Ever since Nerja town hall first announced plans to turn the Vega de Maro fields into a tourist complex comprising a golf course, hotels and homes, many people living in and around the area have opposed it. There have been protests and alternative visions for the protected land which is currently designated as agricultural, where many families still farm fields that their ancestors once worked.
In recent years the area has also become popular among foreign residents, who have established cooperatives selling the organic produce they grow there and who call the area home.
One of these residents is a 37-year-old German permaculture architect and ecological engineer, who goes by the artistic name of Freeda Nature.
As part of an architecture course she is studying online in Germany, Freeda was tasked to provide a concept for the redesign of an old building and she chose the abandoned San Joaquín sugar cane factory in Maro, which sits on the land in question. “They said we could use any old house and I thought of the factory,” Freeda explained to SUR in English.
Freeda is now holding presentations of her architectural vision, which is based on her experience of living in an ecovillage in Germany as well as considering the local landscape and residents. The presentation will be given in English, Spanish and German and will show, with plans and to scale models, Freeda’s own vision for what the factory could be used for.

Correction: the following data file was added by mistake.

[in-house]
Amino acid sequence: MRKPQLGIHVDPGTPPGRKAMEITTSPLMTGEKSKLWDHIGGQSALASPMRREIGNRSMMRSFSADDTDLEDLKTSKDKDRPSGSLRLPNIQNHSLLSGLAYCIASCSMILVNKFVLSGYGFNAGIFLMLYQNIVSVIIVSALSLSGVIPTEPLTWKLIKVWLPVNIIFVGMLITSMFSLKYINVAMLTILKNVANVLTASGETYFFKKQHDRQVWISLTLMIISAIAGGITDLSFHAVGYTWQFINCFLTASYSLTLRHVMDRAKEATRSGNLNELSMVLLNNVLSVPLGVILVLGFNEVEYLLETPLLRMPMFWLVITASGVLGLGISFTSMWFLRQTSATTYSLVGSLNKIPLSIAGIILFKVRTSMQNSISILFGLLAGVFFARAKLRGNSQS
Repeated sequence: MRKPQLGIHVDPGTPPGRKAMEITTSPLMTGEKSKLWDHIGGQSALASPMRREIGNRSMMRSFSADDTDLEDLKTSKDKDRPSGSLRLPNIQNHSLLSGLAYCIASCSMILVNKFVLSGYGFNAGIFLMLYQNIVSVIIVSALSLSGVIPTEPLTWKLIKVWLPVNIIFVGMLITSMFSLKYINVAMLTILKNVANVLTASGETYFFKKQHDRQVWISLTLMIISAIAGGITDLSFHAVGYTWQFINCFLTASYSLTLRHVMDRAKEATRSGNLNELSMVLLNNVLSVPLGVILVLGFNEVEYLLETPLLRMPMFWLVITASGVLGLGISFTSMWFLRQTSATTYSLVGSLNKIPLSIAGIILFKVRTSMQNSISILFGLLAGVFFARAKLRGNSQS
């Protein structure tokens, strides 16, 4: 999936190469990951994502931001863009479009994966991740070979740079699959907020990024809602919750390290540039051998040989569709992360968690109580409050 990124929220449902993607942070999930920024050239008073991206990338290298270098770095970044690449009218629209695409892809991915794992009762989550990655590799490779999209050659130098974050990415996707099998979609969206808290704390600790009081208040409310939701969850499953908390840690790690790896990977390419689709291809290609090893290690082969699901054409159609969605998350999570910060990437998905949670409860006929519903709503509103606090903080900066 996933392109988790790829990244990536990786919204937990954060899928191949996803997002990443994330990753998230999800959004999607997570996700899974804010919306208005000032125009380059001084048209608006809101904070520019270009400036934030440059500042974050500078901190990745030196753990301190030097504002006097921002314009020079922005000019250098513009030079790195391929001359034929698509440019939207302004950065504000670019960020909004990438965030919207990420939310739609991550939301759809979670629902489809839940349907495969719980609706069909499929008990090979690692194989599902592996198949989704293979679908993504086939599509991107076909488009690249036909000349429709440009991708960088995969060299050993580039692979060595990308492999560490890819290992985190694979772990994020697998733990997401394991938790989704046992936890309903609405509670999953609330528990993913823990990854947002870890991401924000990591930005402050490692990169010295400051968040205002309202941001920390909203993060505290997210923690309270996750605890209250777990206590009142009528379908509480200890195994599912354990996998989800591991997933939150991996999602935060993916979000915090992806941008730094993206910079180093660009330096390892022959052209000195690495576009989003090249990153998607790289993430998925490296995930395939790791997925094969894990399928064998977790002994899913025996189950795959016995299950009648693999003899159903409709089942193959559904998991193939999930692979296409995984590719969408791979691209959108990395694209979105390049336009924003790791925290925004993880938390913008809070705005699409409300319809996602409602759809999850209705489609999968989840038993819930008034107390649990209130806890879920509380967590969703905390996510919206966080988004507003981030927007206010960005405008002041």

She admits that she hasn’t spoken to the town hall or landowners, the Larios family, through their property and land management business SALSA, but she says she already has the support of many people living in the area, who also believe in an alternative to the golf course and hotel plans.
“There are lots of options,” explained Freeda. She would like to see a cultural centre that is open to locals as well as a sustainable building and garden area, using the principles of permaculture, which she can bring from the ecovillage in Germany.
According to the website permaculture.co.uk, the concept of Permaculture provides “an innovative framework for creating sustainable ways of living.”
Permaculture philosophy, it goes on to say, is about “thinking carefully about the way we use our resources - food, energy, shelter and other material and non-material needs - it is possible to get much more out of life by using less. We can be more productive for less effort, reaping benefits for our environment and ourselves, for now and for generations to come.”
The first presentation took place on Sunday 17 and another will take place on Sunday 24 October from 11am until 2pm at the Arte con Subtítulos gallery and studio on Calle Primula in Nerja, near to the street market. The sessions are free and Freeda is on hand to answer any questions and explain her alternative vision for Maro.
For further information see the Facebook page Arte con Subtítulos gallery, studio and publicity agency.